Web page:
is his or her specific condition and needs. We will operate under this 
overriding principle when considering whether Sec.  424.535(a)(14) 
should be invoked in a particular instance.
    Comment: A number of commenters contended that several of the 
criteria identified by CMS are beyond the expertise of CMS regulators.
    Response: We disagree. We have physicians and other medical 
personnel on staff who we anticipate may be consulted, as needed, in 
potential Sec.  424.535(a)(14) cases.
    Comment: A commenter stated that because of the limited number of 
certified hospice and palliative physicians, most hospice and 
palliative patients will be cared for by their primary care physician 
or mid-level practitioner. The commenter recommended that CMS add an 
appeals process with peer-review to ensure that good clinicians are not 
penalized unduly. Other commenters expressed concern that the proposed 
rule made no mention of appeal rights, while one commenter requested 
how physicians can defend themselves against a Sec.  424.535(a)(14) 
revocation.
    Response: A physician or eligible professional whose Medicare 
billing and prescribing privileges are revoked under Sec.  
424.535(a)(14) may appeal the revocation per 42 CFR part 498. Also, as 
already mentioned, we anticipate that physicians and other medical 
personnel of CMS may be consulted, as needed, in potential Sec.  
424.535(a)(14) cases.
    Comment: One commenter stated that CMS should clarify the term 
``necessary evaluation'' as it is used in Sec.  424.535(a)(14)(i)(B); 
the commenter explained that a hospice or palliative physician must 
often rely on the evaluations of the nurses and is not always able to 
physically see a homebound patient. The commenter was concerned that he 
or she would not be able to adjust dosages without seeing the patient. 
Another commenter stated that in applying this criterion, CMS should 
focus more on the prescriber's status than on beneficiaries who may be 
evaluated outside of their normal residence.
    Response: We are not in a position to further clarify or define the 
term ``necessary evaluation'' in this rule, for we must retain the 
flexibility to address the variety of factual scenarios that could 
potentially implicate Sec.  424.535(a)(14). However, we recognize the 
commenter's concern, and as stated earlier we will account for the 
patient's particular needs and circumstances.
    We intend to review all aspects of the prescriber's and the 
patient's statuses and physical locations when examining this 
criterion.
    Comment: A commenter recommended that in lieu of adopting its 
proposed new revocation policy, CMS should use its existing regulatory 
authority under Sec.  405.371 to suspend Part D prescribing privileges 
when there is a credible allegation of fraud. If CMS believes it lacks 
the legal authority to implement a payment suspension that precludes a 
physician or eligible professional from prescribing, ordering, or 
certifying services for a Medicare beneficiary when a credible 
allegation of fraud exists, CMS should consider proposing a new policy 
that expands on the existing provisions in Sec.  405.371 and allow the 
public to comment on this policy. Another commenter requested that CMS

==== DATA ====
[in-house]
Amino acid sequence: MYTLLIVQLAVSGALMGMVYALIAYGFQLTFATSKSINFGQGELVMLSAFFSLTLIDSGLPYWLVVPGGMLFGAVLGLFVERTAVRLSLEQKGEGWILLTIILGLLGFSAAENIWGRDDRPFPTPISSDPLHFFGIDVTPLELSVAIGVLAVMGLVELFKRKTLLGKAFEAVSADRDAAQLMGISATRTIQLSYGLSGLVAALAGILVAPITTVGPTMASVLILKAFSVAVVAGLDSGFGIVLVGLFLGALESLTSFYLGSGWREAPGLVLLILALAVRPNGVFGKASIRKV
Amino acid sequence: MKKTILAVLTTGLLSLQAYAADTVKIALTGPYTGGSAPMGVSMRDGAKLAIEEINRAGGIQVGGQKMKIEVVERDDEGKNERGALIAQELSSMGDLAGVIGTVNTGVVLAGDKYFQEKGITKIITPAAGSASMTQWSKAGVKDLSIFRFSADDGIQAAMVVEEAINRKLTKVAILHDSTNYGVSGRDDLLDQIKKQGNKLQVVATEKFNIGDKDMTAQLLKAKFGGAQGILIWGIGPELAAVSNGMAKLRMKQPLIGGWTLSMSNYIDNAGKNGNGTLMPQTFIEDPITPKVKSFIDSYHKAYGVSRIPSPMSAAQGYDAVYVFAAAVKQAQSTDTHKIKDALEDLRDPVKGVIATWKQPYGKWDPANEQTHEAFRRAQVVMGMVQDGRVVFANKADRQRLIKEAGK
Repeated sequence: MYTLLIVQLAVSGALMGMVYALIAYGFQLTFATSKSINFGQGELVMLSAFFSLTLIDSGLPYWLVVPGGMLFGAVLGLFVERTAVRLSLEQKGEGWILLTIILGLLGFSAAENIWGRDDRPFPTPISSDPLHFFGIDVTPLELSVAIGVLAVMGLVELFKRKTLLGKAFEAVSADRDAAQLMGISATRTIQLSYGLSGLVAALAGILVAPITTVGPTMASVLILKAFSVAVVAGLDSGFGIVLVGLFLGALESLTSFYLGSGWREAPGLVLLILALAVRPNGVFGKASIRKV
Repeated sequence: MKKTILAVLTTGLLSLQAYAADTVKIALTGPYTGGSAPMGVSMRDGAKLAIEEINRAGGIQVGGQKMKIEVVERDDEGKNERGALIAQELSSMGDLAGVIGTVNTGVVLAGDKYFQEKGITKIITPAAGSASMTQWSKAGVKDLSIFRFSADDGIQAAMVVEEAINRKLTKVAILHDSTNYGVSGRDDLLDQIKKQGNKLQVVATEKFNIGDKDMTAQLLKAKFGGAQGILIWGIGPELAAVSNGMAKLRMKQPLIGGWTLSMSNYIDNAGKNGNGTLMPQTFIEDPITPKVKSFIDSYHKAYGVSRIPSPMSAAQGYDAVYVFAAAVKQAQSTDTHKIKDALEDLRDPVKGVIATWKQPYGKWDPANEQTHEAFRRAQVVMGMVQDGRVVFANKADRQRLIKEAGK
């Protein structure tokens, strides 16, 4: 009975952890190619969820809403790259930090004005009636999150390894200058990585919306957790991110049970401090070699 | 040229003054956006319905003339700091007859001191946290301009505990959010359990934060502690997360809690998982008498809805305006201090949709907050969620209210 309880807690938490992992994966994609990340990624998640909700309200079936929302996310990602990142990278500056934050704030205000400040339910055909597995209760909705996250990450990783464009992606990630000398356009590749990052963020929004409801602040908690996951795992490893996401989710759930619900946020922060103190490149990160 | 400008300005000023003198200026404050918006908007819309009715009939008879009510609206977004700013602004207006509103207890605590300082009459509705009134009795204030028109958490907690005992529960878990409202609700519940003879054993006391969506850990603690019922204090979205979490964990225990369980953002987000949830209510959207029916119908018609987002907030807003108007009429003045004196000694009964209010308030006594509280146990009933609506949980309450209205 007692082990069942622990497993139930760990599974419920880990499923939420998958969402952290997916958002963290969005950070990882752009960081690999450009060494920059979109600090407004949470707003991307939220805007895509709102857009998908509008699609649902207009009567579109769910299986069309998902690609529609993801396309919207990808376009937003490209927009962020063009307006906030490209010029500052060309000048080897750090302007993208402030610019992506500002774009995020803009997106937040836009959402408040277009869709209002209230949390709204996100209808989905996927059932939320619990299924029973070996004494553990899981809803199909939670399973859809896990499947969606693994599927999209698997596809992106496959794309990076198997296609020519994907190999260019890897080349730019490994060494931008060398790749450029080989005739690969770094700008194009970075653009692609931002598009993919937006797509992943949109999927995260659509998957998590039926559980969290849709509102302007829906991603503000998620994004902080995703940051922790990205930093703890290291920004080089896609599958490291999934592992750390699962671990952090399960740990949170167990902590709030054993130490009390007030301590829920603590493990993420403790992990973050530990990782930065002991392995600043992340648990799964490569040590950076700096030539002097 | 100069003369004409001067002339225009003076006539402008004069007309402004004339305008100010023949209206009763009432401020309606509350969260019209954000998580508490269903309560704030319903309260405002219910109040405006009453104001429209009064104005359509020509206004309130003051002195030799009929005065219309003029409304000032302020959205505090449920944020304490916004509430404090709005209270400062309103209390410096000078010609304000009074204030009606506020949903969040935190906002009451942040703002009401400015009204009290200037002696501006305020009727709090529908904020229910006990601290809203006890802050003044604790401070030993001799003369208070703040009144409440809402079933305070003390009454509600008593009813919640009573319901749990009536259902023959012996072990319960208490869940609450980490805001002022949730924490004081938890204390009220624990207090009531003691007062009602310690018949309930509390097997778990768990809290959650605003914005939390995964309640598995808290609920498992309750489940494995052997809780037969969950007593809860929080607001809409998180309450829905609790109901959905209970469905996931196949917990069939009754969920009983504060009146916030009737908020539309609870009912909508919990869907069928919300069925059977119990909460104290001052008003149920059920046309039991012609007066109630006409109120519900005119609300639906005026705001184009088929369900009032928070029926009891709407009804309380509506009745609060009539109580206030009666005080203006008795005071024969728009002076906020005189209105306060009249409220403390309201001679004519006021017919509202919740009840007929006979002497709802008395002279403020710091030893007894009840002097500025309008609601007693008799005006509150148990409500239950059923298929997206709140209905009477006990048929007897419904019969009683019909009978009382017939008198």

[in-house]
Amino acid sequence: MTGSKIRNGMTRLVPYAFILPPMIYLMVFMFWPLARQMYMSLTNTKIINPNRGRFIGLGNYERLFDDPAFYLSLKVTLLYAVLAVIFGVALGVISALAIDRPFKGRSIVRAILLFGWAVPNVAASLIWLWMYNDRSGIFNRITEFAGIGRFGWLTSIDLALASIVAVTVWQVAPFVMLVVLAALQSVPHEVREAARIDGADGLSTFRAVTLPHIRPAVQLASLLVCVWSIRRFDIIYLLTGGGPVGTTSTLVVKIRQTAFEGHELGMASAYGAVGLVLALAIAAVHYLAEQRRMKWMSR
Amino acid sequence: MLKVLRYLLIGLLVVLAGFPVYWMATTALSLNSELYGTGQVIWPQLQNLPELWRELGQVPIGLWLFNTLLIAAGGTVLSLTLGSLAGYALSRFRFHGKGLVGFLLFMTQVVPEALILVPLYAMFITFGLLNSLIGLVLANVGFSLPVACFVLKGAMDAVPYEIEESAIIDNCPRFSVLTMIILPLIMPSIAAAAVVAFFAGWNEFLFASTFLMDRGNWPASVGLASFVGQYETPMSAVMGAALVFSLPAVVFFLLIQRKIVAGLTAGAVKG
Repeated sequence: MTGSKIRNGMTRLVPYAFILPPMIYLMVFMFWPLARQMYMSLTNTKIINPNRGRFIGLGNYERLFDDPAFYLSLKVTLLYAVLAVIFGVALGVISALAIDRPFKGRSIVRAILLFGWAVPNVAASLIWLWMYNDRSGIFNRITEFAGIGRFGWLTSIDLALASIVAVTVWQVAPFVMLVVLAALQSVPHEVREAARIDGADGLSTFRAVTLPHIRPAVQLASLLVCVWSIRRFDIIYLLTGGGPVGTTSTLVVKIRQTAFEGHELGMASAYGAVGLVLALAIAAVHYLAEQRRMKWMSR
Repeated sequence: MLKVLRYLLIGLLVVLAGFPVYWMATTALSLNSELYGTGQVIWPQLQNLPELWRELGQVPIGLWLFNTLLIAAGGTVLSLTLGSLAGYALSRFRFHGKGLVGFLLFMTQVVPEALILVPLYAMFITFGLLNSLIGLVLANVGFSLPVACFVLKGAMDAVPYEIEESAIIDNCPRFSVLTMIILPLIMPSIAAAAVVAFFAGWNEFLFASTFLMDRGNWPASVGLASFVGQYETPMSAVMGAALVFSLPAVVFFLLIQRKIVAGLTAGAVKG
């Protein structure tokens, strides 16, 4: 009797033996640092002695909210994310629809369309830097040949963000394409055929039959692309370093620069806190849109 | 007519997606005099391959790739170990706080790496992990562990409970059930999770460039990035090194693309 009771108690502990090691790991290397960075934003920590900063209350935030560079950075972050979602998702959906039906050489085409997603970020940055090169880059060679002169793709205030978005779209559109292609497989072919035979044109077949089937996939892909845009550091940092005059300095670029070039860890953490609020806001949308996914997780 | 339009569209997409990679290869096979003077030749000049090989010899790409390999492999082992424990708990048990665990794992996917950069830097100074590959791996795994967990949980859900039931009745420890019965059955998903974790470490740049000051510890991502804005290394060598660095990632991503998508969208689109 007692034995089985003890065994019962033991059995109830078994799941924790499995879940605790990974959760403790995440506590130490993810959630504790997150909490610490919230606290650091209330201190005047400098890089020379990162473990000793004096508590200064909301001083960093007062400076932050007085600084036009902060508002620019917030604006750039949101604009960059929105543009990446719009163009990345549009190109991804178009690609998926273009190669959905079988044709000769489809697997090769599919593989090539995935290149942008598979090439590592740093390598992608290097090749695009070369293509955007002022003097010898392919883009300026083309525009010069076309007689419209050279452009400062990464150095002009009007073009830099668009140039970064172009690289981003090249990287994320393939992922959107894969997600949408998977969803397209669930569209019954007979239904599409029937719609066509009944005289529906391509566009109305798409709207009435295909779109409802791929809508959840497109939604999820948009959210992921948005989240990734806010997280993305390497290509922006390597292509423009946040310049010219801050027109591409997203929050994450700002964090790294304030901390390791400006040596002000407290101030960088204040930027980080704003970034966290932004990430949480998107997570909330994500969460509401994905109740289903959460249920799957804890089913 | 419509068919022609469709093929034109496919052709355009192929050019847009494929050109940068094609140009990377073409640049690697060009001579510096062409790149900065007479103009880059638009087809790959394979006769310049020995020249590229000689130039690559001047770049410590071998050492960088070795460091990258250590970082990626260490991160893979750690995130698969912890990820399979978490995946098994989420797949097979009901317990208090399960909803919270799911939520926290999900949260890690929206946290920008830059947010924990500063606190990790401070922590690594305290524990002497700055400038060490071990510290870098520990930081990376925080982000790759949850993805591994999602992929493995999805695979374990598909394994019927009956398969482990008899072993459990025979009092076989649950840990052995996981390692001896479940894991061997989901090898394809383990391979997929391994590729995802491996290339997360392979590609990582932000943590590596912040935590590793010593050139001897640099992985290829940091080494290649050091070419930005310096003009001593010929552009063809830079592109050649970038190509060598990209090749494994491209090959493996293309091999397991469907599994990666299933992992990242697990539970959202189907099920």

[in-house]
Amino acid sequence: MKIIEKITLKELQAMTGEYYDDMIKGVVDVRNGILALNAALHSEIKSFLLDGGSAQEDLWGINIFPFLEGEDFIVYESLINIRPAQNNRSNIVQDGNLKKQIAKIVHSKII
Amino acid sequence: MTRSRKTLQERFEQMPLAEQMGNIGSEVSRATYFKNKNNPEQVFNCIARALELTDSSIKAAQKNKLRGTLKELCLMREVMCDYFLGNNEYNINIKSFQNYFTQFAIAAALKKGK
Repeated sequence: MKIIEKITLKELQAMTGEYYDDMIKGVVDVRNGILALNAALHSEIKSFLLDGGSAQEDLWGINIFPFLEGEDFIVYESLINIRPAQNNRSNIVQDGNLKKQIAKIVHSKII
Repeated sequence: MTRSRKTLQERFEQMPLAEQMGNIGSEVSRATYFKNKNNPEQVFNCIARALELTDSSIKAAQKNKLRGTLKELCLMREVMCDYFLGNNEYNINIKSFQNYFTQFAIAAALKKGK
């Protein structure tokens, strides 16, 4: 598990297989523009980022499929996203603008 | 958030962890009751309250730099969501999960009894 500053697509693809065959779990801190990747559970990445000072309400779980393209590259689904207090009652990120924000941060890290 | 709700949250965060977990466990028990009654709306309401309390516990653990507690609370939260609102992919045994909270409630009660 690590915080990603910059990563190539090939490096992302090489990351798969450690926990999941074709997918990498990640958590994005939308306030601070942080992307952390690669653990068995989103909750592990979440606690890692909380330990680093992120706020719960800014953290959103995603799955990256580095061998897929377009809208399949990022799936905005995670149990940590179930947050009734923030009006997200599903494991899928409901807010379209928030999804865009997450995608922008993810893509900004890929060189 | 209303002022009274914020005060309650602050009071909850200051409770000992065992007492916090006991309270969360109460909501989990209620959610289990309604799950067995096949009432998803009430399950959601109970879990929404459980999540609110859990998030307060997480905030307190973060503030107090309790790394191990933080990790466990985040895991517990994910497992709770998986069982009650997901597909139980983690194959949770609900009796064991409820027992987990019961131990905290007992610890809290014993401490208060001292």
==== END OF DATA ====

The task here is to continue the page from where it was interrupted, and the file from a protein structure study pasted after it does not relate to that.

explain how a revocation under Sec.  424.535(a)(14) is different from 
an OIG exclusion based on a conviction of fraud. Another commenter 
contended that CMS, through Sec.  424.535(a)(14), would essentially be 
making fraud determinations that CMS lacks the statutory authority to 
undertake.
    Response: We disagree with the first commenter's recommendation and 
the third commenter's statement because abusive or inappropriate 
prescribing does not necessarily involve fraudulent behavior, although 
it could well involve improper payments. We further believe that 
revocation is a more appropriate remedy for abusive prescribing than a 
payment suspension. In the latter situation, the prescriber would 
remain enrolled in Medicare despite his or her improper prescribing; we 
believe this goes against the overall objective of Sec.  
424.535(a)(14), which is to protect Medicare beneficiaries and the 
Trust Funds from abusive behavior.
    Comment: A commenter suggested that CMS should, prior to finalizing 
Sec.  424.535(a)(14), solicit comments on a process of notification and 
opportunity to correct prior to implementing a revocation under Sec.  
424.535(a)(14). Other commenters likewise stated that before revoking a 
supplier under Sec.  424.535(a)(14), CMS should notify the supplier of 
the potential revocation and enable the supplier to respond.
    Response: We disagree. Providing a physician with an opportunity to 
take corrective action would not be appropriate under these 
circumstances, given that CMS would have based its revocation action on 
a prescriber engaging in a pattern or practice of abusive prescribing 
over some period of time. One of our goals with Sec.  424.535(a)(14) is 
to place prescribers on notice that abusive prescribing practices can 
result in the individual's losing his or her Medicare billing 
privileges. To permit an abusive prescriber to avoid revocation by 
simply modifying his or her behavior temporarily would undermine this 
objective and, more importantly, would not undo the harm that may have 
been done to Medicare beneficiaries because of the prescriber's 
practices.
    Comment: Several commenters suggested that CMS be required to 
consult with and receive written approval from the OIG and/or the 
Department of Justice prior to any invocation of Sec.  424.535(a)(14).